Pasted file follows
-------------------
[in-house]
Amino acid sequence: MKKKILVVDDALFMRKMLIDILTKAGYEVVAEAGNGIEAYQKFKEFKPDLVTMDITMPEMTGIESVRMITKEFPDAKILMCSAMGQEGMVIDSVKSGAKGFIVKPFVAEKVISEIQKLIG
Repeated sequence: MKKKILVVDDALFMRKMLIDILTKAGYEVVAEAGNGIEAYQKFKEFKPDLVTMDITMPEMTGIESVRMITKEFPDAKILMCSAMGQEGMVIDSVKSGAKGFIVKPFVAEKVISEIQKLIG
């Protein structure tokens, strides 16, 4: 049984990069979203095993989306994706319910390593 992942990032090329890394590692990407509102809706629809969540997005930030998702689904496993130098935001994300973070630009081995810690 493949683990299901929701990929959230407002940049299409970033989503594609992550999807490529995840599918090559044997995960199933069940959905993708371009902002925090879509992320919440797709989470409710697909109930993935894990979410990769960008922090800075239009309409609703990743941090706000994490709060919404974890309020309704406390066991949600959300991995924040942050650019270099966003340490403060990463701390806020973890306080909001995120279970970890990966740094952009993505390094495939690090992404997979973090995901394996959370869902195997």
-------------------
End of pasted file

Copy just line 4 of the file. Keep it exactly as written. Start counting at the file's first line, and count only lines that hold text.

């Protein structure tokens, strides 16, 4: 049984990069979203095993989306994706319910390593 992942990032090329890394590692990407509102809706629809969540997005930030998702689904496993130098935001994300973070630009081995810690 493949683990299901929701990929959230407002940049299409970033989503594609992550999807490529995840599918090559044997995960199933069940959905993708371009902002925090879509992320919440797709989470409710697909109930993935894990979410990769960008922090800075239009309409609703990743941090706000994490709060919404974890309020309704406390066991949600959300991995924040942050650019270099966003340490403060990463701390806020973890306080909001995120279970970890990966740094952009993505390094495939690090992404997979973090995901394996959370869902195997």